Electronic systems for reporting and analyzing events are just one small part of improving patient safety—errors must be prevented in the first place. To aid with decision making, information systems must provide immediate access to a patient’s history, reports, and test results. Information systems must also be used to implement current research using clinical guidelines or timely information, and to assist in further clinical research. Practical examples of combining information to prevent errors might include combining electronic patient records with clinical prescribing information to prevent the prescription of a drug with a known contraindication; combining prescribing information with patient laboratory results to prevent inappropriate drug prescription; or ensuring that abnormal pathology results are followed up or tests are repeated.
Technology facilitates the building of a stronger information infrastructure. Without it, our health care system will deteriorate in terms of safety and quality. By simplifying work processes, reducing reliance on memory, improving access to information, using constraints and forcing functions, improving communication, and decreasing reliance on human vigilance, information technology offers opportunities to reduce error that are not provided by a paper-based system.
Medical error reduction is fundamentally an information problem. Failure to convey information about patients can compromise quality of care and lead to patient injuries caused by failure to follow up on positive diagnostic results or to transfer health-related information to other care providers. Information about patients, their clinical condition, and prescribed therapies needs to be transmitted quickly, completely, and clearly between clinicians. Electronic patient records, better communication among clinicians, and better communication technologies are needed to reduce the incidence of incomplete or inaccurate information transfer, which can result in poor coordination of care and adverse events.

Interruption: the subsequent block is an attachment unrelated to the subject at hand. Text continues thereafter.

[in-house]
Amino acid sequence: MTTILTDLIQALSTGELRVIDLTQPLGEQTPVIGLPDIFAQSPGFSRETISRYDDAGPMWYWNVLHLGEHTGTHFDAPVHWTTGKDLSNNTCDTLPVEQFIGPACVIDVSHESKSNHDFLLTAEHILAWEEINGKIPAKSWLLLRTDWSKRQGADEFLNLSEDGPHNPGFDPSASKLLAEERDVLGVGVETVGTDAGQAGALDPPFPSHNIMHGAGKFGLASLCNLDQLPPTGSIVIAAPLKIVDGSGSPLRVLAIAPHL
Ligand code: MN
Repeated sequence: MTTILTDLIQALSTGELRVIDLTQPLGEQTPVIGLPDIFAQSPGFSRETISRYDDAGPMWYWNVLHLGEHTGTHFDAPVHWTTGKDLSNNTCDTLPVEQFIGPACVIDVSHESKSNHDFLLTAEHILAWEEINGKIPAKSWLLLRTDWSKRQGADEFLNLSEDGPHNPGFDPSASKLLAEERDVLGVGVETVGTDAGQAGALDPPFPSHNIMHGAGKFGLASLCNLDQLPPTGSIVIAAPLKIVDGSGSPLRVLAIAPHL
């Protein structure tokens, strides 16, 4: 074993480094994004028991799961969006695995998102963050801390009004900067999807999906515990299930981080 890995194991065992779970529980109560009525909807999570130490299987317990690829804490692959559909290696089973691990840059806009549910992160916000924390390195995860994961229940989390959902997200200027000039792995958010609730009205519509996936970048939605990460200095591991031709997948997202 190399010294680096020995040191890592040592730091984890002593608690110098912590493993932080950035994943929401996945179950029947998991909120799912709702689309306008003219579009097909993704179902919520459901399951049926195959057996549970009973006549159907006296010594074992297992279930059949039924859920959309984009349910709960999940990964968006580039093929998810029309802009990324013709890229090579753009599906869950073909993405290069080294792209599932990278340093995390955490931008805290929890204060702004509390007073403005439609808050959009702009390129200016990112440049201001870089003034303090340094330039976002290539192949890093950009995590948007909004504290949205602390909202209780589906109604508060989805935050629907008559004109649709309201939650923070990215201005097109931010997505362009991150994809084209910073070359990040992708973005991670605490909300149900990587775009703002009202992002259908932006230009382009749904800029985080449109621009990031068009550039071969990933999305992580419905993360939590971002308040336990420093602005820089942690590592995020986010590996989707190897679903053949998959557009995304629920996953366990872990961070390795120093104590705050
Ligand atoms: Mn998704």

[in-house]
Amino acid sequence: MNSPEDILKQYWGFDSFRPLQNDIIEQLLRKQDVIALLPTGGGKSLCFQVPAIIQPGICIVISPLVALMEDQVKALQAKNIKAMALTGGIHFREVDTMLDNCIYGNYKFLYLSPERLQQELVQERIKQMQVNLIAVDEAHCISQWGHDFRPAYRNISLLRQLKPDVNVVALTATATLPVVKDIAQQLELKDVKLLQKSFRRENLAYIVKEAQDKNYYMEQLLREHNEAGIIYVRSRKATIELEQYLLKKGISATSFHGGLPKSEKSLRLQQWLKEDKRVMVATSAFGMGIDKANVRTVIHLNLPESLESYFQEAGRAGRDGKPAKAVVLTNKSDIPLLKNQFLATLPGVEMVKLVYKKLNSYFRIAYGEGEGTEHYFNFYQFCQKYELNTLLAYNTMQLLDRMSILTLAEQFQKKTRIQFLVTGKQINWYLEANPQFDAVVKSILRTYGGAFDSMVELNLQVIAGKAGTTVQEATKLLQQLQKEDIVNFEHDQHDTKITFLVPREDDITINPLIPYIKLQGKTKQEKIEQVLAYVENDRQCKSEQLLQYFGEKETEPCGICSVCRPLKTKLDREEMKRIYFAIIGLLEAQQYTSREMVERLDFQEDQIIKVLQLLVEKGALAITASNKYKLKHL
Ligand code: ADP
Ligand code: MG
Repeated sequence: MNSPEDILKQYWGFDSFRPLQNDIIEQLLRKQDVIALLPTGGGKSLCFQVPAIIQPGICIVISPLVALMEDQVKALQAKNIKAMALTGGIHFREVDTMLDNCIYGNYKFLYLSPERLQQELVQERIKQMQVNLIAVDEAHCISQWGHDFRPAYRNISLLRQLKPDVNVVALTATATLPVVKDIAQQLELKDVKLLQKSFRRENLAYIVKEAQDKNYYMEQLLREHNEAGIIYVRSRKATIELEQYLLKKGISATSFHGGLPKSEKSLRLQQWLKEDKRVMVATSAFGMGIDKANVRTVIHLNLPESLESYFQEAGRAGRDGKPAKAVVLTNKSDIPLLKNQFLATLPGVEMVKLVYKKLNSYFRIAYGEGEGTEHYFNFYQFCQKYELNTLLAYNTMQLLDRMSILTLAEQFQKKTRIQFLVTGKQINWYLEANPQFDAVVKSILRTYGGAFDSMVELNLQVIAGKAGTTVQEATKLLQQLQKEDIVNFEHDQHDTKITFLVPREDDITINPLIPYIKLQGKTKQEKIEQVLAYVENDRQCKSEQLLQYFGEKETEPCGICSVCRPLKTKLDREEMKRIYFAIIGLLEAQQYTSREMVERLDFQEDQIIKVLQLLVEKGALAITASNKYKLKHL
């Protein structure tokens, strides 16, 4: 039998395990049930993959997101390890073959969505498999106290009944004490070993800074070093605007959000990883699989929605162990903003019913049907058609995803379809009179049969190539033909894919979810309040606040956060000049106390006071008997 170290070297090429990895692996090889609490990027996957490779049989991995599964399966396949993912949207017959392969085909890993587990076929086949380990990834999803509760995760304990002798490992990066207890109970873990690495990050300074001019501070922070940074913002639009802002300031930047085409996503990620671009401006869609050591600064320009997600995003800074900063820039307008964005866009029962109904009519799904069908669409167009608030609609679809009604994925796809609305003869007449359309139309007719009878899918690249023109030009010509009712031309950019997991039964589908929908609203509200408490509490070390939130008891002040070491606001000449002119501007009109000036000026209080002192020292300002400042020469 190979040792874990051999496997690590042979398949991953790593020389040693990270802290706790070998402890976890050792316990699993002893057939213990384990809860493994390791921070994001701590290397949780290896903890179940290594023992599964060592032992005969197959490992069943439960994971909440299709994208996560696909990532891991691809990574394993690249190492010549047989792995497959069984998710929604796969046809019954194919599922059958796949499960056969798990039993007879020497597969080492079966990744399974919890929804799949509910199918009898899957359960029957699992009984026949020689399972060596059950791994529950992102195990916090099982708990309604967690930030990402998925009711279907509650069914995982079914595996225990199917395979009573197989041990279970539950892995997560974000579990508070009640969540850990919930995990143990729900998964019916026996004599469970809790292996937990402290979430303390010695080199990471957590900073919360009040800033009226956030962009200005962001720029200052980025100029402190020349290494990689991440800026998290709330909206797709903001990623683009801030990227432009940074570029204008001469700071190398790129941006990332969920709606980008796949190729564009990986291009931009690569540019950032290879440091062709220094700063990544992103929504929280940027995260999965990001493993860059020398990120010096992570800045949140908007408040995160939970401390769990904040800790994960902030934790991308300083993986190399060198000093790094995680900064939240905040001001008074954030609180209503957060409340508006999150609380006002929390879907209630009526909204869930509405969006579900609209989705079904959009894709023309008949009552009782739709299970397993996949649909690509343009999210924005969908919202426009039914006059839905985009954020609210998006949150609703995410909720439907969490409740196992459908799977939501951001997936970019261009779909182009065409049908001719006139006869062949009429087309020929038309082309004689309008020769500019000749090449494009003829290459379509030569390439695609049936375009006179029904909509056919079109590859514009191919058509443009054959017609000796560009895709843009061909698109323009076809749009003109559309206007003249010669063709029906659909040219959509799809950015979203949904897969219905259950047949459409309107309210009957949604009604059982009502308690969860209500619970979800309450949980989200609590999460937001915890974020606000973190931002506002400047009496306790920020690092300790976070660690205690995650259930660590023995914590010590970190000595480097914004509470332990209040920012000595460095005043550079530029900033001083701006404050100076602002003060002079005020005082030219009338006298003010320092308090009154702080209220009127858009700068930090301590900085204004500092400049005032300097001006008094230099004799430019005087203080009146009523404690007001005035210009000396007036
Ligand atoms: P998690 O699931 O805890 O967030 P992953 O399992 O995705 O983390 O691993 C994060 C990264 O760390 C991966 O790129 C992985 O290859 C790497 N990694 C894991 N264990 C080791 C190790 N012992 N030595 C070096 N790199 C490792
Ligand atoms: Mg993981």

Poor design of equipment and the systems, structures, and processes that govern our work in health care invite mistakes. The ultimate challenge for technology will be in engineering patient safety. Systems need to be designed and built that not only report about harm to patients and provide decision support for the clinician, but that also compensate for the human limitations of the clinician and others.
Organizations around the world are now using design to great effect to develop solutions that meet the needs and desires of people in all walks of life. These organizations have achieved what seemed impossible by making the complex systems people need in order to get on with their lives into something simple and intuitive that is a delight to use. The same design thinking can also be used to improve safety. For instance, cars are complex machines driven by error-prone, risk-taking humans, and used within a complex environment—the road network. Within the automotive industry, designing for safety has become a key way to differentiate products and to add value. Car designers have built a reputation for safety by considering the latent needs of road users and delivering pioneering innovations such as the safety cage, air bags, and ABS brakes.